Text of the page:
34 Page 34 Note: Varying stress along the plate edge can be considered by checking each stiffener for the stress acting at that position. Since the PULS buckling model only consider uniform stresses, a fictive PULS model have to be used with the actual number of stiffener between rigid lateral supports (girders etc.) or limited by maximum 5 stiffeners) The local plate bending stress is easily excluded by using membrane stresses in the plating. The stiffener bending stress can not directly be excluded from the stress results unless stresses are visualised in the combined panel neutral axis. This is, for most program systems, not feasible. Figure 5-4 Stiffener bending stress - mesh variations The magnitude of the stiffener bending stress included in the stress results depends on the mesh division and the element type that is used. This is shown in Figure 5-4 where the stiffener bending stress, as calculated by the FE-model, is shown dependent on the mesh size for 4-node shell elements. One element between floors results in zero stiffener bending. Two elements between floors result in a linear distribution with approximately zero bending in the middle of the elements. When a relatively fine mesh is used in the longitudinal direction the effect of stiffener bending stresses should be isolated from the girder bending stresses for buckling assessment. For the buckling capacity check of a plate, the mean shear stress, τ mean is to be used. This may be defined as the shear force divided on the effective shear area. The mean shear stress may be taken as the average shear stress in elements located within the actual plate field, and corrected with a factor describing the actual shear area compared to the modelled shear area when this is relevant. For a plate field with n elements the following apply: where: A W A Wmod ( τ + τ τ ) = effective shear area according to the Rules for Classification of Ships, Pt.3 Ch.1 Sec.3 C503 = shear area as represented in the FE model Local buckling assessment - plates, stiffeners, girders etc General Buckling control of plating, stiffeners and girders/floors shall be carried out according to acceptable design principles. All relevant failure modes and effects are to be considered such as plate buckling local buckling of stiffener and girder web plating torsional/sideways buckling and global (overall) buckling of both stiffeners and girders interactions between buckling modes, boundary effects and rotational restraints between plating and stiffeners/girders free plate edge buckling to be excluded by fitting edge stiffeners unless detailed assessments are carried out. The buckling design of stiffened panels follows two main principles, namely: τ mean = 1 2 n n A A Wmod W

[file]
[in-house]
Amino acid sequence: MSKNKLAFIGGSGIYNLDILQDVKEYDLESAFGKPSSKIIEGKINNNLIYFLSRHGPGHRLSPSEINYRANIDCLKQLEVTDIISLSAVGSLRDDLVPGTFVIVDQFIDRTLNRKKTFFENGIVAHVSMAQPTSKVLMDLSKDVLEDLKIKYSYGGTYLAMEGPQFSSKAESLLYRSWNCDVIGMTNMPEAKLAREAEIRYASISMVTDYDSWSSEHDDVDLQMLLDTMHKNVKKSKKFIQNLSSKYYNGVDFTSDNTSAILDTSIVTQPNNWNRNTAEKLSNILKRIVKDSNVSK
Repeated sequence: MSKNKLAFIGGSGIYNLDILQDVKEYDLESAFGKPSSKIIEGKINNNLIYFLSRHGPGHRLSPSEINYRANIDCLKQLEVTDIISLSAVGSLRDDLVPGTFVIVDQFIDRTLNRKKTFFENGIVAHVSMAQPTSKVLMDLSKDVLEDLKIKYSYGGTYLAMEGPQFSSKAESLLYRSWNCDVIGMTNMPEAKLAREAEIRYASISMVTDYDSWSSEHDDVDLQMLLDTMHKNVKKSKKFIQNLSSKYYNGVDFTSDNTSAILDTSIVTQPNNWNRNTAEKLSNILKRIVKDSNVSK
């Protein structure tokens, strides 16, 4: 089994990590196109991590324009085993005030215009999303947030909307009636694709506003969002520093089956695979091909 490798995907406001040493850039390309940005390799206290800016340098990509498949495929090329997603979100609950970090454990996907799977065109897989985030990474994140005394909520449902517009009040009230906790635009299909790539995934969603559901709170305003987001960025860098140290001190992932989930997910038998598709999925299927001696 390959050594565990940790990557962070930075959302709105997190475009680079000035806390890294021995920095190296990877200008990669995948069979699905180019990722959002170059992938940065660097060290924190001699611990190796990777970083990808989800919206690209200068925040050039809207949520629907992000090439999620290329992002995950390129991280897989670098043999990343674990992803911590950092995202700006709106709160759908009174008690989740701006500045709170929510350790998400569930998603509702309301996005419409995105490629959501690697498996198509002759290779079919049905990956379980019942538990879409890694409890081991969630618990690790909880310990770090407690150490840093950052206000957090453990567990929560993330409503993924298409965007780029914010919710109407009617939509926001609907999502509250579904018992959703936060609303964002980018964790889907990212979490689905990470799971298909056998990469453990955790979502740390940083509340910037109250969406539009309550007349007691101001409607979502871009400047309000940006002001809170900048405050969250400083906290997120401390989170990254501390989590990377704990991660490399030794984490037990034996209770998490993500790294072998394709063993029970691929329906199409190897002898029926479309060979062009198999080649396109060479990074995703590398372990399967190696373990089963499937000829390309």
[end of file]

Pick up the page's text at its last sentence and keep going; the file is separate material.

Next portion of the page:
35 Page 35 Method 1 Ultimate Capacity (UC): The stiffened panels are designed against their ultimate capacity limit thus accepting elastic buckling of plating between stiffeners and load redistributions from plating to stiffeners/girders. No major von Mises yielding and development of permanent sets/buckles should take place. Method 2 Buckling Strength (BS): The stiffened panels are designed against the buckling strength limit. This means that elastic buckling of neither the plating nor the stiffeners are accepted and thus redistribution of loads due to buckling are avoided. The buckling strength (BS) is the minimum of the Ultimate Capacity (UC) and the elastic buckling strength (minimum Eigenvalue). The load bearing limits using Method 1 and Method 2 will be coincident for moderate to slender designs while they will diverge for slender structures with the Method 1 giving the highest load bearing capacity. This is due to the fact that Method 1 accept elastic plate buckling between stiffeners and utilize the extra post-buckling capacity of flat plating ( overcritical strength ) while Method 2 cuts the load bearing capacity at the elastic buckling load level. From a design point of view Method 1 principle imply that thinner plating can be accepted than using Method 2 principle. These principles are implemented in PULS buckling code /8/, which is the preferred tool for buckling assessment, see Appendix E Application Method 1 design principles are in general used for stiffened panels relevant for the longitudinal strength, or the main elements that contribute to the hull girder, while Method 2 design principles are used for the primary support members of the hull girder, e.g. panels that form the web-plating of girders, stringers and floors. Table 5-2 summarises which method to use for different structural elements. Table 5-2 Application of Method 1 and Method 2 Method 1 Method 2 1) bottom-shell side-shells deck inner bottom longitudinal bulkheads transverse bulkheads girders stringers floors 1) Webs that may be considered to have fixed in-plane boundary-conditions, e.g. girders below longitudinal bulkheads, can utilize Method 1 For Method 1 the panel can be uni-axially stiffened or orthogonally stiffened. The latter arrangement is illustrated in Figure 5-5. In general the application of Method 1 versus Method 2 follows the same principles as IACS-CSR Tanker Rules, see the Rules for Classification of Ships, Pt.8 Ch.1 App. D.5.2.